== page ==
The Menu (2022) Review | The film magazine

The Menu (2022) Review |  The film magazine

The menu (2022)
Director: Mark Mylod
Writers: Seth Reiss, Will Tracy
Starring: Ralph Fiennes, Anya Taylor-Joy, Nicholas Hoult, John Leguizamo, Arturo Castro, Mark St. Cyr, Rob Yang, Janet McTeer

Somewhere between a hellish Ratatouille and a comedy horror a la Ready or Not, The menu it’s a potluck of familiar dishes. While it serves up sharp humor on a platter, this 2022 Mark Mylod film lacks a chunk of staying power to soothe our palettes.

The menu takes place over the course of a single evening when a group of ravenous bigwigs – and our lowly protagonist Margot (Anya Taylor-Joy) – arrive on a private island to indulge in a ten-course feast. Prepared by legendary chef Slowik, the meal promises to be as succulent as it is cerebral. Each course becomes increasingly unbalanced as Slowik reveals the true nature of the menu and the guests

The first act is a plate of expertly crafted appetizers. Sprinkled with just enough exposure to get a sense of the ludicrous guest list — from a pompous A-list actor (John Leguizamo) to a bunch of finance buggers (Arturo Castro, Mark St. Cyr, Rob Yang) to critic arrogant Lillian Bloom (Janet McTeer) – the evening promises to be a show of extreme wealth. Each of the guests is as mysteriously conniving as they are self-indulgent.

Ralph Fiennes’ performance is delightfully unpredictable. Chef Slowik’s unique rumbling applause cuts through tension like a freshly sharpened kitchen knife. He bounces from the unabashed curator of the evening to a workaholic who quickly unravels in seconds. It’s impossible to tell whether Slowick’s next words will be a series of abuses (towards staff and customers alike) or an account of his deeply troubled childhood.

Of course, food underscores this emotional hell. The first course looks almost inedible. Presented on a rock on the nearby shore, guests are served a meal consisting of flowers, sea water and a single scallop. This dish might be a treat for the eyes of a food aficionado, but for the less cultured public, we crave a modicum of real sustenance. Margot’s social media-obsessed foodie Tyler (Nicholas Hoult) describes the chef’s art of “dealing with the real stuff of life…and death,” while Chef Slowik informs guests they’ll be consuming “whole biomes” during their dinner. Meals indicate a coolness that accompanies extreme wealth. Deprived of the simple things we love about food, guests revel in their intellectual superiority rather than the taste itself.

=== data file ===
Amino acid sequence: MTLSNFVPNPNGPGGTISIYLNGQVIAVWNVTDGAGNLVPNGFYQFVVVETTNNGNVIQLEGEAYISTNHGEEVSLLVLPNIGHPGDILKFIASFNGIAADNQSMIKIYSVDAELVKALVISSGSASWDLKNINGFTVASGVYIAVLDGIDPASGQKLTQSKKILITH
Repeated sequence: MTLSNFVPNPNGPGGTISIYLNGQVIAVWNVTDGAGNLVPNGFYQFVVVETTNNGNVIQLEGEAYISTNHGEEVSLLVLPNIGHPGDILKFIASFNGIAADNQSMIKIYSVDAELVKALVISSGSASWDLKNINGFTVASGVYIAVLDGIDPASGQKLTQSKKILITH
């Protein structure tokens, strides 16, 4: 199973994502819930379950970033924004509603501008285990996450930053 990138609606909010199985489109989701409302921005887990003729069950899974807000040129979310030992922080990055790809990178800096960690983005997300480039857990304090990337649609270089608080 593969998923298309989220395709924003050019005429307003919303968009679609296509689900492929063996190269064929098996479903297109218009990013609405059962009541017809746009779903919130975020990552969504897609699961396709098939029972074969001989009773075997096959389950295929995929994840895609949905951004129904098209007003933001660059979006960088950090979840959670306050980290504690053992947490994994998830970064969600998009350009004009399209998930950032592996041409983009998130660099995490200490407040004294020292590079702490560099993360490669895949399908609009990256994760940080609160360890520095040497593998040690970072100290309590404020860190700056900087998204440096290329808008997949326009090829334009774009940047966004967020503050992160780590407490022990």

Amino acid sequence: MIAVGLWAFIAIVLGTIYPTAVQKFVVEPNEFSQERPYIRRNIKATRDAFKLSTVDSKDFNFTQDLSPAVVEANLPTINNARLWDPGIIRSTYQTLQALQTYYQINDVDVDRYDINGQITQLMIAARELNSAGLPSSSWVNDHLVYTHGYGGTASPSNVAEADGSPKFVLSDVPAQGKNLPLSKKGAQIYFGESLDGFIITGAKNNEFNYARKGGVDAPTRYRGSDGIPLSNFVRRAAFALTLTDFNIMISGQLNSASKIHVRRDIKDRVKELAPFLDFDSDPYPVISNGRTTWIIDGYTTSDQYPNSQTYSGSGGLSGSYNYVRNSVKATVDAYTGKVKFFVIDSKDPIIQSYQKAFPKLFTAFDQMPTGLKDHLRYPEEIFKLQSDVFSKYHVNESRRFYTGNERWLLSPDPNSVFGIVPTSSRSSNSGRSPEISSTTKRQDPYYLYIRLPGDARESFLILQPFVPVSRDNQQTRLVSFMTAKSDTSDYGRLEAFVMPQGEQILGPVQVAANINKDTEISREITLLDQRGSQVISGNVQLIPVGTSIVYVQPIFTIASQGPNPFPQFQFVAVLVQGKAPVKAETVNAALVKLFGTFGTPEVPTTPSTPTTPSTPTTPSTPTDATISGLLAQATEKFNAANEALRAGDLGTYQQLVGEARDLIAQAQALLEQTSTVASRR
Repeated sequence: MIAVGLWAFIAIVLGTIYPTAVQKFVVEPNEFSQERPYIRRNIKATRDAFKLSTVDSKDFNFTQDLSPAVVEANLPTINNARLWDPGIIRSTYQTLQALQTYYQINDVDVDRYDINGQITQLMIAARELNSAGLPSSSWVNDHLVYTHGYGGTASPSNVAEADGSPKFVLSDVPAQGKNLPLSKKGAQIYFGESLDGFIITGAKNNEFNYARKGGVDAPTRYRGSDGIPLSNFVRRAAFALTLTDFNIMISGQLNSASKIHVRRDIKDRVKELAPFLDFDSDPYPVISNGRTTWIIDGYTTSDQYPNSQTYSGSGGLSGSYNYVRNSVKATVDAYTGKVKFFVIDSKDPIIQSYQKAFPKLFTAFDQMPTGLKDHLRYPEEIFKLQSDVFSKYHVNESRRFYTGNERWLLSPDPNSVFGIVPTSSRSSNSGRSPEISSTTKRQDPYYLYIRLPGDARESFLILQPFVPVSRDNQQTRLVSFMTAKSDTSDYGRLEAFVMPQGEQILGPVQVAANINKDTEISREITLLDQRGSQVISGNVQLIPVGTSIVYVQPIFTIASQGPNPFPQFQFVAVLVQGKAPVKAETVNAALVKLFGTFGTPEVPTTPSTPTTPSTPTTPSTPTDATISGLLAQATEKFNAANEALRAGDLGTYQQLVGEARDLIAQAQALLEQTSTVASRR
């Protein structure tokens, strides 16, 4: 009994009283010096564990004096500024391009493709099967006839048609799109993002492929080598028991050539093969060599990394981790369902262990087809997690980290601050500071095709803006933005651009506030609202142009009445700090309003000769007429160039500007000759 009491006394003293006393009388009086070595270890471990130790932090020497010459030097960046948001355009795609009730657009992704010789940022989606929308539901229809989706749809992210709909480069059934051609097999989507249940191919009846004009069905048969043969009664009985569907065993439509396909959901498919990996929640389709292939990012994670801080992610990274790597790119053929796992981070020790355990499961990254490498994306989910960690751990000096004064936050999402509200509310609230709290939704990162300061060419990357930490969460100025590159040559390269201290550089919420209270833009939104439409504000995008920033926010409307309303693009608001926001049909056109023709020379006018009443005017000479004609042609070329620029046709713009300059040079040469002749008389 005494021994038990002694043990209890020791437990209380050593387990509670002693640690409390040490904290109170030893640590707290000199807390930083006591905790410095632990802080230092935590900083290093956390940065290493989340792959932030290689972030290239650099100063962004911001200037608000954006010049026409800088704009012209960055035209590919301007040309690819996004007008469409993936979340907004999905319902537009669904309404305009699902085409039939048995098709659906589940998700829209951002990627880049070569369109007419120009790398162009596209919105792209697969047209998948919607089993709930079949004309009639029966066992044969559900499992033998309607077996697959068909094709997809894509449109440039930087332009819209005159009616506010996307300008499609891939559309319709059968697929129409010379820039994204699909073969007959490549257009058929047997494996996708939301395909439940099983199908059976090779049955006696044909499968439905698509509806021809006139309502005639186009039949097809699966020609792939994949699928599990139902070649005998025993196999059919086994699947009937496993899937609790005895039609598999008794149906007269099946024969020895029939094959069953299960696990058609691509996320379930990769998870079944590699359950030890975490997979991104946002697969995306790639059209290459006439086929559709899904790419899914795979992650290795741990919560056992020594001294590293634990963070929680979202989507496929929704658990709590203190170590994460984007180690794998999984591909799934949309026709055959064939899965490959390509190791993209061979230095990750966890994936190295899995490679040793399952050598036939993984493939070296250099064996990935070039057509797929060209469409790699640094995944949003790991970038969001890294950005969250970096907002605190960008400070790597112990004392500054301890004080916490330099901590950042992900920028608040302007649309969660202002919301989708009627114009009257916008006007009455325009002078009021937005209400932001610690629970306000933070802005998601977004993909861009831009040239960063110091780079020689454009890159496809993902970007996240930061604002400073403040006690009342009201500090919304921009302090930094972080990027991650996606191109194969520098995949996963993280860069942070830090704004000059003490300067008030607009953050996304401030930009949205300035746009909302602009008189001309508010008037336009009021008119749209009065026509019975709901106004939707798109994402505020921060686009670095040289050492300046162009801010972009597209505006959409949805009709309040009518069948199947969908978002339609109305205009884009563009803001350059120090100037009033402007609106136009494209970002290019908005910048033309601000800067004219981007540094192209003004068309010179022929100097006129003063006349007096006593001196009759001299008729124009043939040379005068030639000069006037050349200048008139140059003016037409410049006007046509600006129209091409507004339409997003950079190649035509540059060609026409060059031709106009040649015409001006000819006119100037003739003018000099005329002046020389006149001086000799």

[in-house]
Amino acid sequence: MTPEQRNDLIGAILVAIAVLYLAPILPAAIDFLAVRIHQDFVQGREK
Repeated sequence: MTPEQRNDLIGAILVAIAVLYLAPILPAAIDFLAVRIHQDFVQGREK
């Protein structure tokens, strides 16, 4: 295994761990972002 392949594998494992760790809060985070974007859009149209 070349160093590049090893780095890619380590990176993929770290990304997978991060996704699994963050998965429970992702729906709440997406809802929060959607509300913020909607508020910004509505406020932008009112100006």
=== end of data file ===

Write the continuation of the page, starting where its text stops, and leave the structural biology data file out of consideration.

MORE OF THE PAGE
Unfortunately, after the first act, The menu It falls apart. While the first 30 minutes are filled with tense, socially charged comedy, the rest of the film hinges on Margot’s journey. Anya Taylor-Joy is a Hollywood dynamo, but in this film she is woefully out of place. After her undesirable background is revealed, Slowik wonders if the woman is meant to be a “shit shoveller” instead of a houseguest. Anyone with a working knowledge of pop culture or cinema will consider Anya Taylor-Joy a wealthy rising star. Her perfectly coiffed hair and self-confident demeanor communicate her old money more than the dowdy, hard-working girl the film hopes to portray. No amount of leather jackets or snappy comments are able to distract from Taylor-Joy’s real state.

Margot works as the undisputed hero. Aside from her tendency to badmouth (and, honestly, who could blame her? her) she’s presented as a confident and flawless character. She’s almost too easy. The rich are caricatures, the most evil wealth-grabbers of all time, while Margot is the innocent outcast. For a film about consumer culture, she seems almost too consumable.

The menu it is an effective comedy and a fragile capitalist critique. After the success of the Oscar award Parasite, Hollywood has been eager to reproduce a self-aware and biting satire of the state of the world. Like the media Triangle of sadness and “The White Lotus” underscore the hypocrisy of capitalism by using comedy as a vehicle. With such an ironically saturated market for anti-capitalist films, it is essential that works of satire are extraordinarily poignant. “Succession” writer Will Tracy uses The menu a rightly assesses the danger of mindless consumption, but it’s nothing we haven’t seen in the last five years.

There’s a lot to explore in our “post” COVID capitalist society, but these critiques require a level of nuance that many feature films fail to achieve. The unfortunate reality of capitalism is that there are no pure villains or victims. In a deeply unjust system, we are all relegated to a morally gray in-between space that affects our ability to operate with compassion. While it’s easy to wish for a righteous protagonist to absolve us of our guilt, it’s essential to marinate in the liminal space between good and evil.

The menu it’s a gory, dark look at capitalism that we’ve seen before and will no doubt see again on screen. While his cutting voice and stellar cast make the film easy to watch for a film lover, it falls short of a truly dynamic critique of the world we live in.

Score: 16/24

Written by Emi Grant

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